An industry consortium is collaborating on a project to bring pioneering 3D printing to manufacturing across Scotland and the UK.

It is claimed technology being developed by the group could revolutionise the use of additive manufacturing – 3D printing – bringing the advanced manufacturing of high-value components for key industries, such as aerospace and oil and gas, to the country for the first time.

The Evo One “large format additive manufacturing” (LFAM) project – which involves including the National Manufacturing Institute Scotland and Rolls-Royce – will see the development of a 3D printer system it is claimed could make UK manufacturers more competitive than their international peers.

Evo One also involves 3D printing experts Evo-3D, NMIS operated by the University of Strathclyde and part of the High Value Manufacturing Catapult, materials supplier Filamentive, software developer AI Build, and energy technology company Baker Hughes.

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The initiative has received £1.1 million in funding from Innovate UK.

LFAM is a commercial 3D printing technique that creates large volume polymer components, used in a variety of industries including aerospace, automotive, energy, and marine.

It is claimed the new product being developed through Evo One LFAM will address the challenges associated with current systems and cater to the specific needs of the UK market.

The system’s design team is aiming to make it “60% more reliable, achieve a 50% increase in productivity, reduce training and maintenance costs by 30%, and cut material waste by 80%”, among a range of improvements.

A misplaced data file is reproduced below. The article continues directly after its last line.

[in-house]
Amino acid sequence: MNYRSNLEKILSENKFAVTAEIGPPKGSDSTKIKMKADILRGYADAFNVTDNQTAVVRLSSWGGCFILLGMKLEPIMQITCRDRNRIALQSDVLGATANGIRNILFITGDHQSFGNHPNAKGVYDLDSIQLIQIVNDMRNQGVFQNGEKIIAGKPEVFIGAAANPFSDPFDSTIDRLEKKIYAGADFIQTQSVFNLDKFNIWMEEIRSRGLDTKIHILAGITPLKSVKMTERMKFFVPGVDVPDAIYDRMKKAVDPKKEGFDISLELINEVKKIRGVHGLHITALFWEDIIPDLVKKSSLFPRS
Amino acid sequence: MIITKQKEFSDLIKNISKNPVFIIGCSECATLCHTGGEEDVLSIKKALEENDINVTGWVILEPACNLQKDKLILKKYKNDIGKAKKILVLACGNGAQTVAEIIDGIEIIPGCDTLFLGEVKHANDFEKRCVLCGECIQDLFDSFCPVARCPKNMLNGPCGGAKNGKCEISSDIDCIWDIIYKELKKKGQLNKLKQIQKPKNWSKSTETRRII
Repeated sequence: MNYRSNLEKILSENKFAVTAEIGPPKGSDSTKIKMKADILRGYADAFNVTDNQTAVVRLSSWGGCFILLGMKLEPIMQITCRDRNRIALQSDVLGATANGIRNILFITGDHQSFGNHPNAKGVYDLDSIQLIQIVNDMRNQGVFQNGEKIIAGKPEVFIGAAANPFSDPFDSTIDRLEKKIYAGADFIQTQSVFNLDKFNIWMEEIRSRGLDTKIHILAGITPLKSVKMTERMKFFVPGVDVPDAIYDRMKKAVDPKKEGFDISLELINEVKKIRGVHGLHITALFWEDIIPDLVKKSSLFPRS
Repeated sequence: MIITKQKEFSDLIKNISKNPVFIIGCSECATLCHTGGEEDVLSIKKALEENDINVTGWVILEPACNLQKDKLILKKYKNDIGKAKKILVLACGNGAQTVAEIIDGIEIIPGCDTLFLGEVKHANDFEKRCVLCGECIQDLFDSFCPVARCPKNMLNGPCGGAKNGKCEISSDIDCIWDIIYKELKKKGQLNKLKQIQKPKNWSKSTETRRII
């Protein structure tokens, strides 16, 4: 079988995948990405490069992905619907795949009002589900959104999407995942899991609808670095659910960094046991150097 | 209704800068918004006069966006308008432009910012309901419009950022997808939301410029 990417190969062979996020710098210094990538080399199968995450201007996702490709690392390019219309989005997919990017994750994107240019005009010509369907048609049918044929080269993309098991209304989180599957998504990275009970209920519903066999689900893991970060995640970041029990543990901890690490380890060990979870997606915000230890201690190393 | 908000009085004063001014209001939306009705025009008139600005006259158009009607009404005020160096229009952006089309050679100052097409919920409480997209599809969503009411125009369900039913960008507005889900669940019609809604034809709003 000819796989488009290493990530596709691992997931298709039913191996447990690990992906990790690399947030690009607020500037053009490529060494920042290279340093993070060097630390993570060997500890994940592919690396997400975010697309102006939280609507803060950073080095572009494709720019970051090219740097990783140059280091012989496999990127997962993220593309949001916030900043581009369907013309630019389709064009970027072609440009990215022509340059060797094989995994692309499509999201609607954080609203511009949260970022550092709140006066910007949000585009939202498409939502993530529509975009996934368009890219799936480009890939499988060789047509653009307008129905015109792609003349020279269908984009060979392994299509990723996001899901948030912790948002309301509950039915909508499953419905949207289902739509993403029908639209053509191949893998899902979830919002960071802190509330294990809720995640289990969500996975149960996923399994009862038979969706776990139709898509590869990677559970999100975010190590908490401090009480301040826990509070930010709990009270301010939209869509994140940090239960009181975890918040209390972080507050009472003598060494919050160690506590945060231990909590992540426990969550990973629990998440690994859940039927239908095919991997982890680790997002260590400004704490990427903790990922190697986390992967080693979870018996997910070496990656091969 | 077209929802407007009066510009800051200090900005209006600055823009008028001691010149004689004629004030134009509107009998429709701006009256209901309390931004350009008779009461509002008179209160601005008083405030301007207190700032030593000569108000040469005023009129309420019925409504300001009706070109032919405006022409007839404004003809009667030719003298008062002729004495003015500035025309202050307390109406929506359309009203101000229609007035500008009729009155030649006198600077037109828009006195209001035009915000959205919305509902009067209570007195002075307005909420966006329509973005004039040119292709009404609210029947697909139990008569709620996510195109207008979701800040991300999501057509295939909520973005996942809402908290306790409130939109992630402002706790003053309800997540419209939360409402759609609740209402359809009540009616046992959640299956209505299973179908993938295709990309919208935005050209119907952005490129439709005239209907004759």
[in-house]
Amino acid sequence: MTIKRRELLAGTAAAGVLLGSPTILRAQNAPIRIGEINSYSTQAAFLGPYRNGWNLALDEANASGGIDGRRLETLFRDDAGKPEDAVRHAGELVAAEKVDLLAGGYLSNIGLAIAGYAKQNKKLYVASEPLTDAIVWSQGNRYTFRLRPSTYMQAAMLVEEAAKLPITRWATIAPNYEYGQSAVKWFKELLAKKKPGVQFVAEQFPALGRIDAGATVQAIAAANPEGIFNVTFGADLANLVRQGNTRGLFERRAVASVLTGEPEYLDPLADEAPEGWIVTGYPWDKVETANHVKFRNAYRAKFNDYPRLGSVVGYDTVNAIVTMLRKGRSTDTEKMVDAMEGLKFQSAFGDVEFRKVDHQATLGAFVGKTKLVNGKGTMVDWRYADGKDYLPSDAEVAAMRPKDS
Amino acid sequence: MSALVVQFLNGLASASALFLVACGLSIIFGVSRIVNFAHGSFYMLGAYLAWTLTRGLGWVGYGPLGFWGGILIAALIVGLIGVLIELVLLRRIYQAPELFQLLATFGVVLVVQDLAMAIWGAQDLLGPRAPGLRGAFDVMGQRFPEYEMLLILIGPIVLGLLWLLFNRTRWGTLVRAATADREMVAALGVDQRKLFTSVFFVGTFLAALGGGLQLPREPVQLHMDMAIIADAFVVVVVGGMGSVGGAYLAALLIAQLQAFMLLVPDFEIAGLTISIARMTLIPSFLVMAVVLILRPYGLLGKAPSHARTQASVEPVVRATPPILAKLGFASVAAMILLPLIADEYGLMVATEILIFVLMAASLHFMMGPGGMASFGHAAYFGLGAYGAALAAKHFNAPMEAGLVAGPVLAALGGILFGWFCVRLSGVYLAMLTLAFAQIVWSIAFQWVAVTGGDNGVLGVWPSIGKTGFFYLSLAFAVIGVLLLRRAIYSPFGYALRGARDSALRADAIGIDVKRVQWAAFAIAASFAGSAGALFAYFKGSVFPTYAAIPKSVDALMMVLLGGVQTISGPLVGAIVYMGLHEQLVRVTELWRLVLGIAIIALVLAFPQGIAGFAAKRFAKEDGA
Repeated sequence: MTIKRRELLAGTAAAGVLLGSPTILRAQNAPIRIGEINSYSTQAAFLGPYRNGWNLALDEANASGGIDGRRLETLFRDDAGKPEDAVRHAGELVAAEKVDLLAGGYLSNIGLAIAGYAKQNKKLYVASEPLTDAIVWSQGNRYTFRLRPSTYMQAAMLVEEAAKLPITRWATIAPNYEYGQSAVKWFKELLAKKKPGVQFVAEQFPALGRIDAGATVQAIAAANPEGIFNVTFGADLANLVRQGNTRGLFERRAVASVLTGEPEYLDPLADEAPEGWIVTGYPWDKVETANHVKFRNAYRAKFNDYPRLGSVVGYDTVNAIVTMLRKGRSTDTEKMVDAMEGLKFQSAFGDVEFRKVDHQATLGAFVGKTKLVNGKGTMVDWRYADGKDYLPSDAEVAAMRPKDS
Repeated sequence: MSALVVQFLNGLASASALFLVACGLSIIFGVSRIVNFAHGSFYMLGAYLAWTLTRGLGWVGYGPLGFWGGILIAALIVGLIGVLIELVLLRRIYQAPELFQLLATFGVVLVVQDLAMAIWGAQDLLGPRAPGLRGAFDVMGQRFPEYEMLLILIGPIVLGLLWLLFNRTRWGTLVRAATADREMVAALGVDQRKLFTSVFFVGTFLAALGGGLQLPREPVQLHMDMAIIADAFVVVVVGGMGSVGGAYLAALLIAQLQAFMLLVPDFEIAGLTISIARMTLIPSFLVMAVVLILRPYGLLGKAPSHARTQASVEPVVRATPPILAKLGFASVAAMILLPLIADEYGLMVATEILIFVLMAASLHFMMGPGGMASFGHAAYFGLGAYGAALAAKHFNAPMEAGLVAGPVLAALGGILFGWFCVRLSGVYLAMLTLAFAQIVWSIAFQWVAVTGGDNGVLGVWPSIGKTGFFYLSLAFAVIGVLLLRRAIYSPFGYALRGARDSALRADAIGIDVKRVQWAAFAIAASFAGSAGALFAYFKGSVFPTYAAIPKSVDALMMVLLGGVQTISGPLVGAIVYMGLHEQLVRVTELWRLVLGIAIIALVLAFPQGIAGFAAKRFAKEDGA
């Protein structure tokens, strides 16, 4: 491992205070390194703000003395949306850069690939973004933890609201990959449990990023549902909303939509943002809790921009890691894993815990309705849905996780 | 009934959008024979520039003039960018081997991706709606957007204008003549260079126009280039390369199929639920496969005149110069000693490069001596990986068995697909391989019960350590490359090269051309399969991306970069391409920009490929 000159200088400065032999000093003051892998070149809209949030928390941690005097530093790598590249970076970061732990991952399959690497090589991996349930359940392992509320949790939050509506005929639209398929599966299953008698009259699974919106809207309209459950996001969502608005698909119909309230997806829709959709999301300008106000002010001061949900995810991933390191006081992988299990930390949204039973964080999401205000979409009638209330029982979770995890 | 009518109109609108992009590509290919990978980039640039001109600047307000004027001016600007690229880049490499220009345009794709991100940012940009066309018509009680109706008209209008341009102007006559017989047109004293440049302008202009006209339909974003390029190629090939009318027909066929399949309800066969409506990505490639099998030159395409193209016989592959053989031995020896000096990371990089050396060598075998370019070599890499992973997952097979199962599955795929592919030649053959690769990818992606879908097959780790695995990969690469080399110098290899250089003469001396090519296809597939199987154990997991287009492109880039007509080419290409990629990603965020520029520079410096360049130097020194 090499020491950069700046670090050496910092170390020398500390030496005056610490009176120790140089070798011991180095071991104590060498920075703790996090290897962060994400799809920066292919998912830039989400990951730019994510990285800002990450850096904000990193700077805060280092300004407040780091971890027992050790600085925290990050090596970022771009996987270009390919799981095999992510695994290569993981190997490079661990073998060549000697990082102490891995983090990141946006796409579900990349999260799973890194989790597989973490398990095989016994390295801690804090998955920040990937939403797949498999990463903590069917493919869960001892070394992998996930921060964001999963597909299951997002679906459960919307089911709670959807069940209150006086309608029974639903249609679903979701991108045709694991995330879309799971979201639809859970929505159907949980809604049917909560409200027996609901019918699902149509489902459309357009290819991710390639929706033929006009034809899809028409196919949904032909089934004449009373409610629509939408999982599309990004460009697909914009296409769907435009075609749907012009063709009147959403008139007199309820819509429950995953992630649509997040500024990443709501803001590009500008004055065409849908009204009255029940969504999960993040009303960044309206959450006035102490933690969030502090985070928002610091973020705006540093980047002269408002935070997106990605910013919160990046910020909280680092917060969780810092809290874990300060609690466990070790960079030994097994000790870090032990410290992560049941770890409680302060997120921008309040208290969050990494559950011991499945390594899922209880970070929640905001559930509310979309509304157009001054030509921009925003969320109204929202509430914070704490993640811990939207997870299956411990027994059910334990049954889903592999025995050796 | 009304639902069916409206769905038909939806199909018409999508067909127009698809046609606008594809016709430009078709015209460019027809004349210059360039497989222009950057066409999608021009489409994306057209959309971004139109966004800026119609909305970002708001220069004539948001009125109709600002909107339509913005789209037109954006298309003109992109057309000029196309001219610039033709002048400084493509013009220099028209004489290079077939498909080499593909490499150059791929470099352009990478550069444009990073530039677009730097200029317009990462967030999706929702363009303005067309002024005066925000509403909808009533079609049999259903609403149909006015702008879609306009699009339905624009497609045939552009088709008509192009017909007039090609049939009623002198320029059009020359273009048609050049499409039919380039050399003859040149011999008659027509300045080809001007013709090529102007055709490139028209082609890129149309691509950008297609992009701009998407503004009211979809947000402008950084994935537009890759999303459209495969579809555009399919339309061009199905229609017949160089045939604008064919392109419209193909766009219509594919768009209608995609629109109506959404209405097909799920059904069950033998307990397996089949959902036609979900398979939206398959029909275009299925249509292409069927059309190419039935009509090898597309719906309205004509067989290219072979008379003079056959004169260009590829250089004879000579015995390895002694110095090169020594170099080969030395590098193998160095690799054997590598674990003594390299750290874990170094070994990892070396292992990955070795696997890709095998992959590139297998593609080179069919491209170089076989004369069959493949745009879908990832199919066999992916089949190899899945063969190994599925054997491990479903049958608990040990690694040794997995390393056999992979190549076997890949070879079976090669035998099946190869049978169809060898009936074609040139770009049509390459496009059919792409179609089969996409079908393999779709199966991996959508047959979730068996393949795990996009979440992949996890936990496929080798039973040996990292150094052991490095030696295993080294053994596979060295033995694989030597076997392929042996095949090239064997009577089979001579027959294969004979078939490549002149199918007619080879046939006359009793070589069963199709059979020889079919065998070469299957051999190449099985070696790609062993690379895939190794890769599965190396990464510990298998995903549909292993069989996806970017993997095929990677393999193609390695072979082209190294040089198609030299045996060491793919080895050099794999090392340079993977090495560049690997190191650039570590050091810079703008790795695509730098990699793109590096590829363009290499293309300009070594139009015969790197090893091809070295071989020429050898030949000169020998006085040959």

On the project’s completion, Evo-3D will launch a spin-out business to commercialise the system, called RapidFusion, creating the UK’s first original equipment manufacturer (OEM) in LFAM.

It is claimed its development “would also create the foundation on which a new supply chain can be built, re-shore critical manufacturing capabilities, and help more UK manufacturers take advantage of the opportunities presented by Industry 4.0 – the fourth industrial revolution”.

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Stephen Fitzpatrick, director – digital factory at NMIS, hailed the move.

“We have a huge opportunity in the UK to be a leader in large format additive manufacturing,” said Mr Fitzpatrick. “Putting the right technology in as many manufacturers’ hands as we can is a great base to build on, and having a UK-based OEM is the first step in that direction.

“With the right tools at our disposal, we can encourage more manufacturers of all sizes to embrace the latest manufacturing techniques and technologies, paving the way for a more sustainable and globally competitive sector. Our team, with specialisms ranging from digital process management to forging and forming, is supporting businesses across Scotland and the UK to innovate and transform what they do.”

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Jake Hand, director of marketing and development at Exeter-based Evo-3D, said: “The UK is behind other major economies when it comes to LFAM. What we are aiming to do through the development of this system is democratise high-value, environmentally responsible manufacturing in the UK through a system that will bring the latest technology and capabilities to large and small businesses.

“We saw during the pandemic how easily supply chains can crumble. That’s why it’s potentially more important than it ever has been to develop as much capacity and capability in the UK as we can, not to mention the economic and carbon reduction opportunities associated with having a thriving manufacturing sector at the vanguard of the latest available green technologies.”

The NMIS team said it will support the project across a number of its specialisms, including material analysis, design and the additive manufacturing process. It will also look at the validation and verification of the system and high-value materials being used. Rolls-Royce and Baker Hughes will test the system once it is ready, while AI Build will help with the development of the slicing technology.